Home > Great Big Greenhouse Blog > May 2017 > IN THE GARDEN with DOUG - GARDENING AND THE RITE OF PASSAGE


Do you ever wonder how you became interested in the hobby of gardening?  Gardening can be so rewarding and stressful at the same time.  Gardening can be hard work.  So, why do so many of us love the hard work, the cost, the stress, of gardening?  I guess we love getting dirty, sweaty, and soar from garden work.  There is no doubt to me that my legacy in life involves plants and the green industry.  As I get older I come to realize the importance that plants and gardening had with molding me into the person that I am today.  I grew up with gardening.  My parents, grandparents, aunts, uncles all had large gardens and did a lot of canning.  We all helped each other during the time of harvest.  As I became older and started my own family, I introduced my sons to gardening at a very early age.  I have pictures of them young enough to still be in diapers being outside with me in the garden with trowels in hand helping to plant vegetables and flowers. Today, they have their own homes and enjoy gardening and plants.  Now, I have a grandson that I can’t wait to help get him to love and appreciate nature and gardening.
                Today, it seems that a typical American family unit has evolved away from gardening.  Gardening is no longer an important bond that families use to come together and work together and spend time together.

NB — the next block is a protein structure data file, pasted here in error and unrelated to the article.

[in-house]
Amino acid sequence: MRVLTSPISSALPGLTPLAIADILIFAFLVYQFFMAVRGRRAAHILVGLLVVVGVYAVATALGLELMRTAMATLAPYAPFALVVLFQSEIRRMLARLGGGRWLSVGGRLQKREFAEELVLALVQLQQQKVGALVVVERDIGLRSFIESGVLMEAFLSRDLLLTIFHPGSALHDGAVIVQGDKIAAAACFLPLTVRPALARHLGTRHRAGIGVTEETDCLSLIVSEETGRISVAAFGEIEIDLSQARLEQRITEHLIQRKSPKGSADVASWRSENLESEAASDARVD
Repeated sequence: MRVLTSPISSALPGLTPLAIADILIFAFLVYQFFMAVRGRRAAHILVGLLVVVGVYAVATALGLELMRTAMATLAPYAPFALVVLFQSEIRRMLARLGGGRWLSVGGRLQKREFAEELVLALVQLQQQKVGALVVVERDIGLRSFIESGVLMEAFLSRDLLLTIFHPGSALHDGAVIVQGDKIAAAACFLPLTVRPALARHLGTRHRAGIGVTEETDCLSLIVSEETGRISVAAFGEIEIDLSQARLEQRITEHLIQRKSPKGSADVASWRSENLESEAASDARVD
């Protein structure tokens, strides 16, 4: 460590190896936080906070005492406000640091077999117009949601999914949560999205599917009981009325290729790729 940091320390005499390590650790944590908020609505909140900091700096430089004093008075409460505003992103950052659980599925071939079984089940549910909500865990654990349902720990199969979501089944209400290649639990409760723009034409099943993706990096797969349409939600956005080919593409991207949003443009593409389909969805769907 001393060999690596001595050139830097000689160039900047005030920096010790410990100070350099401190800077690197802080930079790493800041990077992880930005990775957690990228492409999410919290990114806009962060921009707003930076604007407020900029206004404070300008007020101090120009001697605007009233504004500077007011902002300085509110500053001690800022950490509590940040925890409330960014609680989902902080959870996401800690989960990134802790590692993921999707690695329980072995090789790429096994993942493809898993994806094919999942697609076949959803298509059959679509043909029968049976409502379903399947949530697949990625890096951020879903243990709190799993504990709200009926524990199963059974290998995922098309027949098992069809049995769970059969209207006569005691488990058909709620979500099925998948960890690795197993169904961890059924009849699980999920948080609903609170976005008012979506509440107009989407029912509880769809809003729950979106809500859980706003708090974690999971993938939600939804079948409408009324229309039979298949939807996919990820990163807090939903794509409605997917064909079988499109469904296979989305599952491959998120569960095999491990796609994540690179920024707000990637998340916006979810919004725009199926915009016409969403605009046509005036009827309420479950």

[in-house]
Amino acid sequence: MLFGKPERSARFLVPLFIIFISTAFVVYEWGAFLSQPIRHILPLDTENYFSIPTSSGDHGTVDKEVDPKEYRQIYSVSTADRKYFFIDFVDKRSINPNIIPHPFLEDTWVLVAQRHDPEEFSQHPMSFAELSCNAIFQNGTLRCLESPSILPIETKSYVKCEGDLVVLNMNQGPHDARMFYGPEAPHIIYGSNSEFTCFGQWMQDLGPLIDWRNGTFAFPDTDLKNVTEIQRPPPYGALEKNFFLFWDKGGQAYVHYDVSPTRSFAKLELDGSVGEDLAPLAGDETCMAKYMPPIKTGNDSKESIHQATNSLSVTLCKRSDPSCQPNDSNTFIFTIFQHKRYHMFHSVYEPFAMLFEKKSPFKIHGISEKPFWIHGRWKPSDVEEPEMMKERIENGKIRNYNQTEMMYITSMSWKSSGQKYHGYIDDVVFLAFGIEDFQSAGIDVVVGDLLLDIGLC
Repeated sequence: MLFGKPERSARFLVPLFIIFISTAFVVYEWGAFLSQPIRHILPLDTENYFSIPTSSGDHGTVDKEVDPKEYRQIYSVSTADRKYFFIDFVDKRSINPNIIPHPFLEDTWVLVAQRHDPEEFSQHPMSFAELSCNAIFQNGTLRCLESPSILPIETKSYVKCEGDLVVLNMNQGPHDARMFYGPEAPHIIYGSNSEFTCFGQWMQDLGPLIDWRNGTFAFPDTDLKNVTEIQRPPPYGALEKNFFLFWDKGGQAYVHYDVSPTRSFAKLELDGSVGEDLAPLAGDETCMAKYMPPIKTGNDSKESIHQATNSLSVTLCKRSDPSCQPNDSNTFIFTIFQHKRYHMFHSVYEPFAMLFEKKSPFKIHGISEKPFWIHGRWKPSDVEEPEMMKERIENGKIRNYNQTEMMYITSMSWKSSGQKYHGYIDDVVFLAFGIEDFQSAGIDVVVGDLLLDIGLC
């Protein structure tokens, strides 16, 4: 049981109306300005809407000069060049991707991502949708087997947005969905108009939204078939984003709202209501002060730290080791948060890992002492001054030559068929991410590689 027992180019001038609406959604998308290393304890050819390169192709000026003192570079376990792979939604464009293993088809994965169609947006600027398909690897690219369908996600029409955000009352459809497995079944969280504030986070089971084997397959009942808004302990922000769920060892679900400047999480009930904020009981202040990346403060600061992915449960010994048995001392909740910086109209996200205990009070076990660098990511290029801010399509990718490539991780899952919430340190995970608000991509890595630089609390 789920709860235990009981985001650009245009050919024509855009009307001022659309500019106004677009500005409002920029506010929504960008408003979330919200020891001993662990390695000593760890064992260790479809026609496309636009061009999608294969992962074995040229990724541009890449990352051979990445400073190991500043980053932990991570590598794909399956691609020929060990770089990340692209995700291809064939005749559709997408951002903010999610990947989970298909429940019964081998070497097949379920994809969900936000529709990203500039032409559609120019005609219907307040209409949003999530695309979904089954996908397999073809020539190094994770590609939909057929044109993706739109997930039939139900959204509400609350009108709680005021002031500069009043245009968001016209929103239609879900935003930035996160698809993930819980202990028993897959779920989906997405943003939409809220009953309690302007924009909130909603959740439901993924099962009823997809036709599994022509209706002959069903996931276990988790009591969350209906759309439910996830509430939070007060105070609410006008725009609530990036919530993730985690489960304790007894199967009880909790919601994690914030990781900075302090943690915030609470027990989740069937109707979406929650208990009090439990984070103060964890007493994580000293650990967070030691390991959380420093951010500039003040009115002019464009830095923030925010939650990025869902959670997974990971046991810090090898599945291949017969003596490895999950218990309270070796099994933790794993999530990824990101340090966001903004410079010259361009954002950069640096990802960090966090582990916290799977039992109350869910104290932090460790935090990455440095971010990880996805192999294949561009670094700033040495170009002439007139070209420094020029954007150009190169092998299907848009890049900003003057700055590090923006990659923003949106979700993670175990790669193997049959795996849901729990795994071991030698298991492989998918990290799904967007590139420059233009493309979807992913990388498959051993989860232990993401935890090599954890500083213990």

However, I sense a change coming on.  The old saying “what goes around, comes around” seems to be fitting at this point.  People are becoming more interested again in growing their own vegetables and fruits because of the popularity of organic gardening, the health of our foods that we consume, raised bed gardening, community gardening.  And, I have worked with a couple of the local elementary schools that have started planting containers around the school.  And, I have spoken to classes about plants.  This is putting a smile on my face knowing that the school curriculum is beginning to involve plants once again.  Research has suggested children perform better at school if they are involved in gardening and many will develop a greater interest in healthy eating if they get to grow their own vegetables and fruits.
                Gardening and kids have a lot in common.  The most conspicuous similarities being that both like to pluck flowers, pick fruits and berries, find insects,  and get wet and dirty.  Playing outside in the dirt puts a smile on any kids’ face.  It’s a natural match.  We, as parents and adults and teachers can help nurture young peoples’ interest in horticulture by inviting them to help weed, water, plant, garden and just learn about plants.  This new generation needs to learn how to take care and save nature. 
                Inspiring children to enjoy plants and gardening can give them a healthy hobby for their whole lives.  
Posted: 5/31/2017 by Doug Hensel | with 0 comment(s)
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